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Current Pharmaceutical Design


ISSN (Print): 1381-6128
ISSN (Online): 1873-4286

Mycobacterium w Immunotherapy for Treating Pulmonary Tuberculosis - a Systematic Review

Author(s): Shaheen Pandie, Mark E. Engel, Zita S. Kerbelker and Bongani M. Mayosi

Volume 20, Issue 39, 2014

Page: [6207 - 6214] Pages: 8

DOI: 10.2174/1381612820666140905150215

Price: $65


Background: Tuberculosis (TB) remains a global health catastrophe. Mycobacterium w is a heat-killed immune-modulating vaccine designed to attenuate the effects of TB, reduce time to sputum conversion, and thereby decrease transmission and improve cure rates.

Objectives: To evaluate Mycobacterium w (M w) immunotherapy as an adjunct to chemotherapy in participants with pulmonary TB (PTB).

Search strategy: In January 2012, we performed both a database search, a handsearch and corresponded with experts in the field.

Selection criteria: Randomised and quasi-randomised controlled trials of M w immunotherapy versus placebo (or no control) for participants with PTB.

Data collection and analysis: Two of the authors (SP and ZK) independently extracted data. Dichotomous outcomes were analysed using risk ratios (RR) and 95% confidence intervals (CI).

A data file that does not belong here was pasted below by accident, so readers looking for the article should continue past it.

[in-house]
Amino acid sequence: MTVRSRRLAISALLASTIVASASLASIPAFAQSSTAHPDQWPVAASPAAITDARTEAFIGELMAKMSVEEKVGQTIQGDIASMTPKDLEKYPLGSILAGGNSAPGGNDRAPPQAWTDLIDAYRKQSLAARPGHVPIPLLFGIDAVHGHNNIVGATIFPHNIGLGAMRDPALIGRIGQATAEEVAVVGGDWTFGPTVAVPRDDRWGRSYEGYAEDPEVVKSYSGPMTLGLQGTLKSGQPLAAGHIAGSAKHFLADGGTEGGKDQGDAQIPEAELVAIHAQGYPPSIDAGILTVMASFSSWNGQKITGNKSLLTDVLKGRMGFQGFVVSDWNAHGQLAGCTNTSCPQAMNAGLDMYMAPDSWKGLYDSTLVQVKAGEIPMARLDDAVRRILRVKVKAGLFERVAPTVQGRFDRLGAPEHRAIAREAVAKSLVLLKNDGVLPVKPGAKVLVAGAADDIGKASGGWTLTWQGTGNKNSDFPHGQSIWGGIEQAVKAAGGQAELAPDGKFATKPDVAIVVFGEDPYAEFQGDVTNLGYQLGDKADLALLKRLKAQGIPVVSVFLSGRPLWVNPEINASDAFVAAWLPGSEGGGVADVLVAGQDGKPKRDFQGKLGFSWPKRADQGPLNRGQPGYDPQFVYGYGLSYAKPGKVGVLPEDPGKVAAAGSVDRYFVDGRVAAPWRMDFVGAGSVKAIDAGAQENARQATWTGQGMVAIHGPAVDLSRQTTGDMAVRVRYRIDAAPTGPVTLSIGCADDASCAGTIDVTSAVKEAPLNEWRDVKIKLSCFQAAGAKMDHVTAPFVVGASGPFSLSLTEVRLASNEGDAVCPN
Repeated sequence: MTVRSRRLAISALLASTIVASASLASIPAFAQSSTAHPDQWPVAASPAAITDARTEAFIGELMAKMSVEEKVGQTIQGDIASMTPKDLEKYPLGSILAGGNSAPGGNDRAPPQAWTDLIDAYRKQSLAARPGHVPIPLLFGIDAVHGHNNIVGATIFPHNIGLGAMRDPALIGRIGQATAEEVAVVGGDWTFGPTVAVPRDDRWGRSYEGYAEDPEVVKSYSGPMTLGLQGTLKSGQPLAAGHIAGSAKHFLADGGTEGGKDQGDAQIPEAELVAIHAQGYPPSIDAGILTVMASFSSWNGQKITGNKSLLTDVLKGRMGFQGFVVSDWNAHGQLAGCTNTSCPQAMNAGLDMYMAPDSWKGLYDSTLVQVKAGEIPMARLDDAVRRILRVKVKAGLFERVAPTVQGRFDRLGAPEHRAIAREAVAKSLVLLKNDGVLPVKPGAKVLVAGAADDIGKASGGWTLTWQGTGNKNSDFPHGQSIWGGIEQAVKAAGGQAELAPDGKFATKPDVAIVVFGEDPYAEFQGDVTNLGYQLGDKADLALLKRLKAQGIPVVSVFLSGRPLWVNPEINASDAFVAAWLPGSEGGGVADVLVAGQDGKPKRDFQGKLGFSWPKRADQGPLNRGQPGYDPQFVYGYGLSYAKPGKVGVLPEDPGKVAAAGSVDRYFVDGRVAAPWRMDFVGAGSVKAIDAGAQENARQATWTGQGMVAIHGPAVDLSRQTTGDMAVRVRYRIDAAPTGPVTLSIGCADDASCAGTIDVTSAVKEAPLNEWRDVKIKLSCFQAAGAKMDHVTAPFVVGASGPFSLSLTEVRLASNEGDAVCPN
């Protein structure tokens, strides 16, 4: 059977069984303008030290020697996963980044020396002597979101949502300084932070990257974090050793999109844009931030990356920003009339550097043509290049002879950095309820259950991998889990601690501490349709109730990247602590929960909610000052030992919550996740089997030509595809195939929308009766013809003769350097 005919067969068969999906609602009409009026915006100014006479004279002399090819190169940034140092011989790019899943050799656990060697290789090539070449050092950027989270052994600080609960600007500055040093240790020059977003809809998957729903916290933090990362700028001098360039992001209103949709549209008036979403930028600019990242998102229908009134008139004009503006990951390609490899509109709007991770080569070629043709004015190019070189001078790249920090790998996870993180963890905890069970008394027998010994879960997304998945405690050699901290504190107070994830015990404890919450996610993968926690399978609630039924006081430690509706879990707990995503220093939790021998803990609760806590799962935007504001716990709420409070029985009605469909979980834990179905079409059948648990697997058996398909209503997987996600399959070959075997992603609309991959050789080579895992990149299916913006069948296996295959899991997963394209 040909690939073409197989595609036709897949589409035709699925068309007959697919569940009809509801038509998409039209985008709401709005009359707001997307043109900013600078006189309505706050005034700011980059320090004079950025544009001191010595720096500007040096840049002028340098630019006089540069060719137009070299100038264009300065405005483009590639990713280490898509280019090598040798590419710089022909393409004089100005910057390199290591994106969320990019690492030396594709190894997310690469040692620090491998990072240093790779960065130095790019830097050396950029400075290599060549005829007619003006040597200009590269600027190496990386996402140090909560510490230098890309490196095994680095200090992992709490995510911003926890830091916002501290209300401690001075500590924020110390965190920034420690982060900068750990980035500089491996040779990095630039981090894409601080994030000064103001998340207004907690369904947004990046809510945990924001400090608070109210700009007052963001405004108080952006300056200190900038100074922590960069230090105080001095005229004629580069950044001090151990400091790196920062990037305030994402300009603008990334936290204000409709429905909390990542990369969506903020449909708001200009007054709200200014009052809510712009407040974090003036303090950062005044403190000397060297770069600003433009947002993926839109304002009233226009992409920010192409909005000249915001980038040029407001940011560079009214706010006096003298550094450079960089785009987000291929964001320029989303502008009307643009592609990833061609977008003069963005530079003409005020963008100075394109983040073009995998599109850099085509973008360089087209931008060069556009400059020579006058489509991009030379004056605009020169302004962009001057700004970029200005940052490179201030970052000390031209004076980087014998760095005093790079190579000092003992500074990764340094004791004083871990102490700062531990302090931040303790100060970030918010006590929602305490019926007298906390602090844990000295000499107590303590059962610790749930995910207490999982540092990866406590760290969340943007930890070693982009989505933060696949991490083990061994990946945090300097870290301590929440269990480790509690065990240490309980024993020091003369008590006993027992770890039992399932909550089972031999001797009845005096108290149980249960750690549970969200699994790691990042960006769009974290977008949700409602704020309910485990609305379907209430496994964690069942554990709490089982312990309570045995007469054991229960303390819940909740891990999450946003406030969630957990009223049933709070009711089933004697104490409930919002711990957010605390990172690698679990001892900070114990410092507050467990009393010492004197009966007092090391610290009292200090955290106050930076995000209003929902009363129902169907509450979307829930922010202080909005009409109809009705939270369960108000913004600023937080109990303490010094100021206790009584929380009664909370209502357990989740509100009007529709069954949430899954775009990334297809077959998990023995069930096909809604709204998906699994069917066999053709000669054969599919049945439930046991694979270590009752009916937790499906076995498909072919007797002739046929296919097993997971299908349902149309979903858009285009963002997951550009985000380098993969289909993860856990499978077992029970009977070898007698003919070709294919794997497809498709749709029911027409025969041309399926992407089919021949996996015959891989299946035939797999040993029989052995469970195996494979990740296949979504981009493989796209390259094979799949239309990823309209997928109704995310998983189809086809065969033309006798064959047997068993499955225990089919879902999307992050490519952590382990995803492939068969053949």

Outcomes: The primary outcome was to determine the effect of M w therapy on sputum conversion. Secondary outcomes were to determine the frequency of adverse reactions.

Main Results: Three trials (four papers) involving 368 participants were included. All four papers had methodological flaws. Overall, 173 participants received M w and 168 participants received placebo or no control. M w immunotherapy was effective at reducing time to sputum conversion at days 15 (RR 2.31; 95% CI 1.75 to 3.06; P < 0.001) and 30 (RR 1.83; 95% CI 1.12 to 2.98; P = 0.02). After day 30, benefit was only demonstrated in the category II TB (re-treatment).

Conclusions: The meta-analysis suggests benefit as regards the time to sputum conversion. The available data on M w immunotherapy for participants with PTB are however methodologically flawed. We advise that M w be investigated in a well-structured, randomised controlled trial.

Keywords: Tuberculosis, Mycobacterium w, immunotherapy.

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